In 2003, Congress amended the Fair Credit Reporting Act by enacting the Fair and Accurate Credit Transactions Act (“FACTA”). FACTA prohibited merchants that accept credit cards from printing more than the last five digits of the card number or the expiration date on any receipt at the point of the sale or transaction. Many class action lawsuits were subsequently filed seeking the statutory damages provided FACTA. Because of the high number of lawsuits filed and the ambiguity regarding whether FACTA prohibited the mere printing of a card’s expiration date, in 2008 Congress passed the Credit and Debit Card Receipt Clarification Act (“CDCRCA”) to shield merchants that had included expiration dates on receipts prior to June 3, 2008 from FACTA liability.

The enactment of CDCRCA lead class action lawyers to turn to the Internet for plausible FACTA claims. For example, in late 2009, the plaintiff in Shlahtichman v. 1-800 Contacts, Inc., filed suit in the Northern District of Illinois claiming that, as part of his Internet credit card purchase in June 2009, he received a receipt on his personal computer that displayed his credit card’s expiration date. Although he suffered no actual injury as a result, he sought the $1,000 per receipt statutory damages on behalf of himself and similarly situated plaintiffs.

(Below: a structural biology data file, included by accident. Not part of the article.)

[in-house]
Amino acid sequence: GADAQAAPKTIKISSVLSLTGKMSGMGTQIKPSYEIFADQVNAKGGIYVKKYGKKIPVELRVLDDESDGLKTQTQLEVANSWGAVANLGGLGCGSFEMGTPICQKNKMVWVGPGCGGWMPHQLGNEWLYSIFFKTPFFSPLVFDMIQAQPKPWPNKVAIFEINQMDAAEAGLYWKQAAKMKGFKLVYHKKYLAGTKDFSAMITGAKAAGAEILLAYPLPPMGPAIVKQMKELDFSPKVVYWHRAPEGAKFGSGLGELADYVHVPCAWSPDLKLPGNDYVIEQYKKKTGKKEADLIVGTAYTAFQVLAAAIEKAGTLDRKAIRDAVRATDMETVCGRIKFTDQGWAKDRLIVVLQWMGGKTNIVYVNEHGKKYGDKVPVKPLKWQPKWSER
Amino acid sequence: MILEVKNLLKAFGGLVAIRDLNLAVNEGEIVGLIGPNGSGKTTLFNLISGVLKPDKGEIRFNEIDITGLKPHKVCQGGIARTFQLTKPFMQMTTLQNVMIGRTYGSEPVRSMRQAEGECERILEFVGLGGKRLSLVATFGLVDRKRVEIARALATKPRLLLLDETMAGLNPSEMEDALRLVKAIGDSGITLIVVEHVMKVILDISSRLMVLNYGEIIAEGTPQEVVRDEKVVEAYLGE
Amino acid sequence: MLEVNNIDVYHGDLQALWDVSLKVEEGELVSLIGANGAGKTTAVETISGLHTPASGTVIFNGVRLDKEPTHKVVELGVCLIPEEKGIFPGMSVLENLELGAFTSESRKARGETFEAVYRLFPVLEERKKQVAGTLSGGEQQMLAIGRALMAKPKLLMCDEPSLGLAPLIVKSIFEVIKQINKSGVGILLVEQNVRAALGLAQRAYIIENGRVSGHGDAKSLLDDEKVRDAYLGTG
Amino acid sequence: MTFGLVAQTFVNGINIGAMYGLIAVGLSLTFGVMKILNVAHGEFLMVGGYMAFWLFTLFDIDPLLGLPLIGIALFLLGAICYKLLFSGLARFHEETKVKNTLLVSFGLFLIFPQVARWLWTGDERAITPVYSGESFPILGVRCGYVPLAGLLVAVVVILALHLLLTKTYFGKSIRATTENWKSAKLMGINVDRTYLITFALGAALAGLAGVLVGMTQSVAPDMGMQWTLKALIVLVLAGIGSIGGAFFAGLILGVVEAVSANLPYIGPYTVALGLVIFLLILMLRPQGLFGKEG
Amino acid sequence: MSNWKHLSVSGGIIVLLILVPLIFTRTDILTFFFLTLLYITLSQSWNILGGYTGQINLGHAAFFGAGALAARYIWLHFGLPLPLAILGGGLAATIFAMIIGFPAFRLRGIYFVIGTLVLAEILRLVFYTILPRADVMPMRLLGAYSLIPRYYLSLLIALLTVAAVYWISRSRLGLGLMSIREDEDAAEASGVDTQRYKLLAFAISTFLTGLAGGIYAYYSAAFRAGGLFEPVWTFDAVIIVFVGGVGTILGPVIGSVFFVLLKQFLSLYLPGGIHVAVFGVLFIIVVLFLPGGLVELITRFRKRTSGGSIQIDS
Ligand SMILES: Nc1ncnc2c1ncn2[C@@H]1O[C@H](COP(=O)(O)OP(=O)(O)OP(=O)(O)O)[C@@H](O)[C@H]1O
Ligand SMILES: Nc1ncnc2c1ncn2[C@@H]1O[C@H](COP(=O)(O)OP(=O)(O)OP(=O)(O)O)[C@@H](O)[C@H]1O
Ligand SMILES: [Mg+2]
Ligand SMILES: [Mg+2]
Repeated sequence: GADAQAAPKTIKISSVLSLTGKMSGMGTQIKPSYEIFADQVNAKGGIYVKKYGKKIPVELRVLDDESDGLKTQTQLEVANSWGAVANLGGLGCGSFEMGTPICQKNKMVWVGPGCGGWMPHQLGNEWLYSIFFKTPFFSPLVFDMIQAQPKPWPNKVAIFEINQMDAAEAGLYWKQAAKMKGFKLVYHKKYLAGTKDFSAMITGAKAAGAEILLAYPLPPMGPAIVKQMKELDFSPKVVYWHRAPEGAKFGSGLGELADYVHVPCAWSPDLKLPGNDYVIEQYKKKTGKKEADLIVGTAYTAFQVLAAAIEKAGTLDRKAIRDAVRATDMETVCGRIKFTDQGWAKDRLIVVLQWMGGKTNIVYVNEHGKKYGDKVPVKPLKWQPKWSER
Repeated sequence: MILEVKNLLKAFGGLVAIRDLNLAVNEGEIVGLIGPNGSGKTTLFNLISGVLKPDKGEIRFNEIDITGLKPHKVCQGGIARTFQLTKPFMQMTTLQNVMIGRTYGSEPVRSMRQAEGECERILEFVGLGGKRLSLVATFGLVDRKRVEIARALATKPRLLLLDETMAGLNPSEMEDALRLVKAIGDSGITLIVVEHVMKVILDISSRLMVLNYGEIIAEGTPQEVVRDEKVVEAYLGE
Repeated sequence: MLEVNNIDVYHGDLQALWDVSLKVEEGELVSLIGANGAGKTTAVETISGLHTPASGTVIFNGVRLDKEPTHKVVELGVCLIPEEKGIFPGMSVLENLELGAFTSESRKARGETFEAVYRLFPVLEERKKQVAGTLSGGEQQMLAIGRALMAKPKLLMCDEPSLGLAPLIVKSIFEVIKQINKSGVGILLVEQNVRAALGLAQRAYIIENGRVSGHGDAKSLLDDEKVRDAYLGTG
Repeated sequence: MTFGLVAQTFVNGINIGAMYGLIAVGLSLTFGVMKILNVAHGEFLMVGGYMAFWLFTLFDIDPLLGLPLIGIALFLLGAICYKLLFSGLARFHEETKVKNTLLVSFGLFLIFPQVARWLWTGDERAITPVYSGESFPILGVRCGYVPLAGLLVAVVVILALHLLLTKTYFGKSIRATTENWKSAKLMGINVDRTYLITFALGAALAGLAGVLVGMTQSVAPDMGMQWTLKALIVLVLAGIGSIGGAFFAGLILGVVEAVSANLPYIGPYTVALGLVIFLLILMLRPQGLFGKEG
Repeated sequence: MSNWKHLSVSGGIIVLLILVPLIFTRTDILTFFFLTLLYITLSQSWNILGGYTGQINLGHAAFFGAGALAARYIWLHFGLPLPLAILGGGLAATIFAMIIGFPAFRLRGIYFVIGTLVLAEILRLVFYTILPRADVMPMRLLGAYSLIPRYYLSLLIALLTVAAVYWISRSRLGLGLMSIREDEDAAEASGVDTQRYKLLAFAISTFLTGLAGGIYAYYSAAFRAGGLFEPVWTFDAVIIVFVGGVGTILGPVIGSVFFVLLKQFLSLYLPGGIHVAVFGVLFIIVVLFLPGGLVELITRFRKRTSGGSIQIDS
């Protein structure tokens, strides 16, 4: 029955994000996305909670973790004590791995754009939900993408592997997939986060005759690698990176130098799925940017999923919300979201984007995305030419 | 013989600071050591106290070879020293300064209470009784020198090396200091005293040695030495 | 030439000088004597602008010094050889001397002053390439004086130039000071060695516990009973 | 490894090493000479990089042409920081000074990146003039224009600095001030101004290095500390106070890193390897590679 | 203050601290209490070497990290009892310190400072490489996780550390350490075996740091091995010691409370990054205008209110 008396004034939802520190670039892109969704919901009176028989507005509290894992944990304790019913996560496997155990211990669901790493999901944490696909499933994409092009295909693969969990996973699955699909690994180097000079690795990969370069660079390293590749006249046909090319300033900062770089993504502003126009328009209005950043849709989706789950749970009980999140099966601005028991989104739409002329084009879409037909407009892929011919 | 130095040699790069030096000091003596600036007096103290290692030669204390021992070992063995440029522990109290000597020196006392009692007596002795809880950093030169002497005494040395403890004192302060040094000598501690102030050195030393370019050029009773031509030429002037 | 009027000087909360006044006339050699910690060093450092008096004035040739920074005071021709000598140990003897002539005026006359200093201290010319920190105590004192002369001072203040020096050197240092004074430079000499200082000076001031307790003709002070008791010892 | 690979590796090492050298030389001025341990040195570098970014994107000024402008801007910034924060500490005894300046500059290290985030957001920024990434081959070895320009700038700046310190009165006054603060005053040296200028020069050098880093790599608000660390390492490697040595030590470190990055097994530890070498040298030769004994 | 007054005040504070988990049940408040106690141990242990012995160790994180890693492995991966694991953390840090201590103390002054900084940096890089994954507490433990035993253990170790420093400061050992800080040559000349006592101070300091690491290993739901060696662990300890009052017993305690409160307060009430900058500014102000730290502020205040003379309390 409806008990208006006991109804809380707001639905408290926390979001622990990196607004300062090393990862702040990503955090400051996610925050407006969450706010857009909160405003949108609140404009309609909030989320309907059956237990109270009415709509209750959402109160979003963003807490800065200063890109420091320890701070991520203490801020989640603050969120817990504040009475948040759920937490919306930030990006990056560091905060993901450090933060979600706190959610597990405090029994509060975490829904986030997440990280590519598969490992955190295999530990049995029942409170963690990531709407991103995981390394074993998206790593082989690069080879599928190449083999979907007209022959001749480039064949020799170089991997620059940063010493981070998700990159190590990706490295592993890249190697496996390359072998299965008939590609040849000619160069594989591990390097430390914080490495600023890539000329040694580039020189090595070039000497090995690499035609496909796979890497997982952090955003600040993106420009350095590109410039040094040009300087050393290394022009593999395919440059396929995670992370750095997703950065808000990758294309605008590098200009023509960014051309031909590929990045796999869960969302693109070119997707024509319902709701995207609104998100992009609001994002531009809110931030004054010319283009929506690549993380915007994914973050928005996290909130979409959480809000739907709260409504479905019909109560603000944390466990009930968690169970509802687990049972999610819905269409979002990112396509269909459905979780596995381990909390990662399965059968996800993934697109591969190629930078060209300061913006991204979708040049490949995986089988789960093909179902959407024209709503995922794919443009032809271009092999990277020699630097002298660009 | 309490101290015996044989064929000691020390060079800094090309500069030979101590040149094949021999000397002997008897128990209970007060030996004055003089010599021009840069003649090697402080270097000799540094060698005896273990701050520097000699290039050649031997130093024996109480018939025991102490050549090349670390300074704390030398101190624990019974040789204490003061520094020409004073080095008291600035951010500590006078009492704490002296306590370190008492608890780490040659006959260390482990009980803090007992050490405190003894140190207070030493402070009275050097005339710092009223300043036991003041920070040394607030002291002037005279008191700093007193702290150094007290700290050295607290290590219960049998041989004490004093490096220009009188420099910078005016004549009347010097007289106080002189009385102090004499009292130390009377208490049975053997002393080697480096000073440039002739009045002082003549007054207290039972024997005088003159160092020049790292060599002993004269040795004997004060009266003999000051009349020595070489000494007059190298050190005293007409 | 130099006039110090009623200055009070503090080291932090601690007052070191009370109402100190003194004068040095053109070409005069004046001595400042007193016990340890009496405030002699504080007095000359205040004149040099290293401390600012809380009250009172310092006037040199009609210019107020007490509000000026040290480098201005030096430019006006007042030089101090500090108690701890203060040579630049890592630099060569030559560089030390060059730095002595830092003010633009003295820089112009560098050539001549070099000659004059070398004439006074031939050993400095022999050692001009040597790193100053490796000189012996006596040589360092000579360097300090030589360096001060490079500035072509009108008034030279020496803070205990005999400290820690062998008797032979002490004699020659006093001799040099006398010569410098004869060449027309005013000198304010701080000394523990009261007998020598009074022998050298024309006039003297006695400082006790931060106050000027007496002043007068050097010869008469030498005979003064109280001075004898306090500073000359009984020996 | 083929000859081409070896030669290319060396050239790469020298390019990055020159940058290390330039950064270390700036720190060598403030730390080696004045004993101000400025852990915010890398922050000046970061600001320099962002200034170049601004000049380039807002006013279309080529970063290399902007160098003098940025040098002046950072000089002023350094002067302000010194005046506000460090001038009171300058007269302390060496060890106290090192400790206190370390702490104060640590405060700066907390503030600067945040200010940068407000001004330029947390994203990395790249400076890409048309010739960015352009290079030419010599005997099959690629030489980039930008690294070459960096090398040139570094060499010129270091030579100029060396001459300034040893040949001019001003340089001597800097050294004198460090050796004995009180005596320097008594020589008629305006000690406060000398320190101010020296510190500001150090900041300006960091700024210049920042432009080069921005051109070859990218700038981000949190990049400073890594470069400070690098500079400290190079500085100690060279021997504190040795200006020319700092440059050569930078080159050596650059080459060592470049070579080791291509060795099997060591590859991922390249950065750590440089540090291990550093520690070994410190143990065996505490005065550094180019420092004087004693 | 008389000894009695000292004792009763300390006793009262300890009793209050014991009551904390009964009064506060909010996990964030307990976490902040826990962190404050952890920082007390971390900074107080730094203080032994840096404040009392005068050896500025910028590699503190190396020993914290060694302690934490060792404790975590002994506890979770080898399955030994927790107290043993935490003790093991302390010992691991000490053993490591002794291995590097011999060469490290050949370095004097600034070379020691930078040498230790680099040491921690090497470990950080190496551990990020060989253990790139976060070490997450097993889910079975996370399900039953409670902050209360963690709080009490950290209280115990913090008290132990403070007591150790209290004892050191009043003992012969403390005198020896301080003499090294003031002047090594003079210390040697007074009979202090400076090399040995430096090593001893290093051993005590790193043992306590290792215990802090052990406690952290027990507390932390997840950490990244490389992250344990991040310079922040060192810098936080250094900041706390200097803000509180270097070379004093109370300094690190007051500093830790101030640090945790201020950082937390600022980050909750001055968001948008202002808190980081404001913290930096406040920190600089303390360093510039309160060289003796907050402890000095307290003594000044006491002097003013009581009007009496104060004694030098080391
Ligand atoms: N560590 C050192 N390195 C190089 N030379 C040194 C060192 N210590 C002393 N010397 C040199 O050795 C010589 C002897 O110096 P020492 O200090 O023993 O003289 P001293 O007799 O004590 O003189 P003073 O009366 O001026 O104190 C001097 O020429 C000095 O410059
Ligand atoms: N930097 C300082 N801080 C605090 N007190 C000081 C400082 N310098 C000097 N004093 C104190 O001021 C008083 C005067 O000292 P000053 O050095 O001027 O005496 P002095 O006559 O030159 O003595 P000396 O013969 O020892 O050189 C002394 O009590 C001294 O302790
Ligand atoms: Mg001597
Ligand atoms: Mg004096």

The District court dismissed the complaint for failure to state a claim, holding that electronically displayed e-mail confirmations are not protected by FACTA because they are neither “electronically printed” nor provided “at the point of the sale or transaction.” This is the first decision from an Illinois federal judge refusing to apply FACTA to an Internet transaction.

Shlahtichman v. 1-800 CONTACTS Inc., N.D. Ill., No. 1:09-cv-4032, 12/2/09.